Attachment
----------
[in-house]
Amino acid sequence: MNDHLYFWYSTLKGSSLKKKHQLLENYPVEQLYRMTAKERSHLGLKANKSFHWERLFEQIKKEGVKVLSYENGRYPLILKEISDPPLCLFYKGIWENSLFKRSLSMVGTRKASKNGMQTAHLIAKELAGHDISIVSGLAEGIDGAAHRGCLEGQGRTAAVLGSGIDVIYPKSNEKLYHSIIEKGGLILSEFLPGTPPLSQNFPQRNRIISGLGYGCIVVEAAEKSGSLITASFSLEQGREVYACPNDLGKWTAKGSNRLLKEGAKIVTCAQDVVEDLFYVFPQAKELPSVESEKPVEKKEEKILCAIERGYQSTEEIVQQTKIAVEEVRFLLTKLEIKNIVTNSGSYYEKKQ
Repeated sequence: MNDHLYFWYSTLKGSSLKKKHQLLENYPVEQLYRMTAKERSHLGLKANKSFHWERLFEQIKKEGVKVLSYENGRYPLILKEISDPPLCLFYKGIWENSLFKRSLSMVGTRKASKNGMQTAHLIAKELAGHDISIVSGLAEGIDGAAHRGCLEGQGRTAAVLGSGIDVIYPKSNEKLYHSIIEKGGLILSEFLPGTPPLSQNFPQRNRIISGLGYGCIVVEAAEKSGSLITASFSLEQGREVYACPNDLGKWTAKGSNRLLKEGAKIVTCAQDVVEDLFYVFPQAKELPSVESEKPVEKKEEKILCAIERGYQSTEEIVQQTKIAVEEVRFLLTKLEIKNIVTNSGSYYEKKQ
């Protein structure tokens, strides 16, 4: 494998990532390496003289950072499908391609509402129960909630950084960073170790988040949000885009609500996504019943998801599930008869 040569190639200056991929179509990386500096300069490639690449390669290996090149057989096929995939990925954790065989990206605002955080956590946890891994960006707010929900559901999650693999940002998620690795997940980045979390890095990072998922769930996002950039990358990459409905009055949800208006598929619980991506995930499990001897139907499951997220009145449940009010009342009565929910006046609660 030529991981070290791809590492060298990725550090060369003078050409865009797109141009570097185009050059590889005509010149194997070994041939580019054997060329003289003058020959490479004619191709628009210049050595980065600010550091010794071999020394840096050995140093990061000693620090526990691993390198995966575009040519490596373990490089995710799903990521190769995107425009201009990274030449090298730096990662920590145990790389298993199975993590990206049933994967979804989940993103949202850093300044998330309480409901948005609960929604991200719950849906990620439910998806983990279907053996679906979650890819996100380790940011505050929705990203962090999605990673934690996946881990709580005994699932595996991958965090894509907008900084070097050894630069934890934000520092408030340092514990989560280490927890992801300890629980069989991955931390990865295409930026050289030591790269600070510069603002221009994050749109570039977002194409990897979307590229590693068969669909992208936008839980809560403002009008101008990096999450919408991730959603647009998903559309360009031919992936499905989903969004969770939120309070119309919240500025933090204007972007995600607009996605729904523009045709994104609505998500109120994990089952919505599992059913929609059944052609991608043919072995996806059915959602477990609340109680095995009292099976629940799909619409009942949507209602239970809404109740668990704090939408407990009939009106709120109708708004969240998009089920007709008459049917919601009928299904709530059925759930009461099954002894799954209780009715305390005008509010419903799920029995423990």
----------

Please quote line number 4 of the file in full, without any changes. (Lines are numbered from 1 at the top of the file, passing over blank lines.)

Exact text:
């Protein structure tokens, strides 16, 4: 494998990532390496003289950072499908391609509402129960909630950084960073170790988040949000885009609500996504019943998801599930008869 040569190639200056991929179509990386500096300069490639690449390669290996090149057989096929995939990925954790065989990206605002955080956590946890891994960006707010929900559901999650693999940002998620690795997940980045979390890095990072998922769930996002950039990358990459409905009055949800208006598929619980991506995930499990001897139907499951997220009145449940009010009342009565929910006046609660 030529991981070290791809590492060298990725550090060369003078050409865009797109141009570097185009050059590889005509010149194997070994041939580019054997060329003289003058020959490479004619191709628009210049050595980065600010550091010794071999020394840096050995140093990061000693620090526990691993390198995966575009040519490596373990490089995710799903990521190769995107425009201009990274030449090298730096990662920590145990790389298993199975993590990206049933994967979804989940993103949202850093300044998330309480409901948005609960929604991200719950849906990620439910998806983990279907053996679906979650890819996100380790940011505050929705990203962090999605990673934690996946881990709580005994699932595996991958965090894509907008900084070097050894630069934890934000520092408030340092514990989560280490927890992801300890629980069989991955931390990865295409930026050289030591790269600070510069603002221009994050749109570039977002194409990897979307590229590693068969669909992208936008839980809560403002009008101008990096999450919408991730959603647009998903559309360009031919992936499905989903969004969770939120309070119309919240500025933090204007972007995600607009996605729904523009045709994104609505998500109120994990089952919505599992059913929609059944052609991608043919072995996806059915959602477990609340109680095995009292099976629940799909619409009942949507209602239970809404109740668990704090939408407990009939009106709120109708708004969240998009089920007709008459049917919601009928299904709530059925759930009461099954002894799954209780009715305390005008509010419903799920029995423990």